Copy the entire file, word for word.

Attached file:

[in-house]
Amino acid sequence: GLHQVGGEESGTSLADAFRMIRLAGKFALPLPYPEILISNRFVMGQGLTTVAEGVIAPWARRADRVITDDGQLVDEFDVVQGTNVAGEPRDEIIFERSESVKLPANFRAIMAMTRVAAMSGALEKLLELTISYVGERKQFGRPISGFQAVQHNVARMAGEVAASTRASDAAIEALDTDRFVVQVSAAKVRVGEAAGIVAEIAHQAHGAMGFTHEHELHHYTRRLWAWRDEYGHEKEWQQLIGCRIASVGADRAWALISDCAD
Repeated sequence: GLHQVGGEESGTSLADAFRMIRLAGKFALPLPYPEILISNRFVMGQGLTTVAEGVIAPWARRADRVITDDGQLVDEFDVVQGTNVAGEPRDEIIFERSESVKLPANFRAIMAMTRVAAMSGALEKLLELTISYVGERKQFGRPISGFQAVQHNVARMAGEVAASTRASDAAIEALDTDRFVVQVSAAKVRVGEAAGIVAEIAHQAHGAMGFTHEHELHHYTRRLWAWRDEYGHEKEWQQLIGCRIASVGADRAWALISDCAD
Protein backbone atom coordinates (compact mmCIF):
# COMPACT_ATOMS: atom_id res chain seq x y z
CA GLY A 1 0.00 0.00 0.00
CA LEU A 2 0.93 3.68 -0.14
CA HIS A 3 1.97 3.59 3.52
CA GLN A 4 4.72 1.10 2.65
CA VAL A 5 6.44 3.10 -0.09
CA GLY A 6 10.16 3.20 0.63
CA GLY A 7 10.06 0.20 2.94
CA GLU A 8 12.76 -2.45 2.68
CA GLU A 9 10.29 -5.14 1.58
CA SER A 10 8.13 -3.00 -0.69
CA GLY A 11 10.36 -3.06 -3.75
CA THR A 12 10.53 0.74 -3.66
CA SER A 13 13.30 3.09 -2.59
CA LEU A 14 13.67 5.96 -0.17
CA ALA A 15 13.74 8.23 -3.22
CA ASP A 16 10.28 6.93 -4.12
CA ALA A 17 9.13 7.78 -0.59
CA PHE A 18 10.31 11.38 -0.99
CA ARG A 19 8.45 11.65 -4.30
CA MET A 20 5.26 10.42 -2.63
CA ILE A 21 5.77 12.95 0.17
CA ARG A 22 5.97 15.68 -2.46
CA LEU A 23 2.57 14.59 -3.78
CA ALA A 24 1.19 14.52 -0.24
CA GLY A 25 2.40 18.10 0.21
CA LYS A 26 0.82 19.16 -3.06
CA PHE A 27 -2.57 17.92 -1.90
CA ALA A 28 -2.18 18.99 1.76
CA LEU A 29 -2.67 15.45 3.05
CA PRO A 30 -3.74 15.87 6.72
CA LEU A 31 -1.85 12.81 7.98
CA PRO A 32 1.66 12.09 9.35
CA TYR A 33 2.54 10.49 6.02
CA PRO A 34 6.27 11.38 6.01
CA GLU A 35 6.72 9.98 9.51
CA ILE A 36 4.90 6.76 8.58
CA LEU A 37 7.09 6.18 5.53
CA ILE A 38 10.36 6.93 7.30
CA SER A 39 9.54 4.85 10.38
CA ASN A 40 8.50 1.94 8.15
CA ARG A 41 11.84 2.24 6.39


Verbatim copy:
[in-house]
Amino acid sequence: GLHQVGGEESGTSLADAFRMIRLAGKFALPLPYPEILISNRFVMGQGLTTVAEGVIAPWARRADRVITDDGQLVDEFDVVQGTNVAGEPRDEIIFERSESVKLPANFRAIMAMTRVAAMSGALEKLLELTISYVGERKQFGRPISGFQAVQHNVARMAGEVAASTRASDAAIEALDTDRFVVQVSAAKVRVGEAAGIVAEIAHQAHGAMGFTHEHELHHYTRRLWAWRDEYGHEKEWQQLIGCRIASVGADRAWALISDCAD
Repeated sequence: GLHQVGGEESGTSLADAFRMIRLAGKFALPLPYPEILISNRFVMGQGLTTVAEGVIAPWARRADRVITDDGQLVDEFDVVQGTNVAGEPRDEIIFERSESVKLPANFRAIMAMTRVAAMSGALEKLLELTISYVGERKQFGRPISGFQAVQHNVARMAGEVAASTRASDAAIEALDTDRFVVQVSAAKVRVGEAAGIVAEIAHQAHGAMGFTHEHELHHYTRRLWAWRDEYGHEKEWQQLIGCRIASVGADRAWALISDCAD
Protein backbone atom coordinates (compact mmCIF):
# COMPACT_ATOMS: atom_id res chain seq x y z
CA GLY A 1 0.00 0.00 0.00
CA LEU A 2 0.93 3.68 -0.14
CA HIS A 3 1.97 3.59 3.52
CA GLN A 4 4.72 1.10 2.65
CA VAL A 5 6.44 3.10 -0.09
CA GLY A 6 10.16 3.20 0.63
CA GLY A 7 10.06 0.20 2.94
CA GLU A 8 12.76 -2.45 2.68
CA GLU A 9 10.29 -5.14 1.58
CA SER A 10 8.13 -3.00 -0.69
CA GLY A 11 10.36 -3.06 -3.75
CA THR A 12 10.53 0.74 -3.66
CA SER A 13 13.30 3.09 -2.59
CA LEU A 14 13.67 5.96 -0.17
CA ALA A 15 13.74 8.23 -3.22
CA ASP A 16 10.28 6.93 -4.12
CA ALA A 17 9.13 7.78 -0.59
CA PHE A 18 10.31 11.38 -0.99
CA ARG A 19 8.45 11.65 -4.30
CA MET A 20 5.26 10.42 -2.63
CA ILE A 21 5.77 12.95 0.17
CA ARG A 22 5.97 15.68 -2.46
CA LEU A 23 2.57 14.59 -3.78
CA ALA A 24 1.19 14.52 -0.24
CA GLY A 25 2.40 18.10 0.21
CA LYS A 26 0.82 19.16 -3.06
CA PHE A 27 -2.57 17.92 -1.90
CA ALA A 28 -2.18 18.99 1.76
CA LEU A 29 -2.67 15.45 3.05
CA PRO A 30 -3.74 15.87 6.72
CA LEU A 31 -1.85 12.81 7.98
CA PRO A 32 1.66 12.09 9.35
CA TYR A 33 2.54 10.49 6.02
CA PRO A 34 6.27 11.38 6.01
CA GLU A 35 6.72 9.98 9.51
CA ILE A 36 4.90 6.76 8.58
CA LEU A 37 7.09 6.18 5.53
CA ILE A 38 10.36 6.93 7.30
CA SER A 39 9.54 4.85 10.38
CA ASN A 40 8.50 1.94 8.15
CA ARG A 41 11.84 2.24 6.39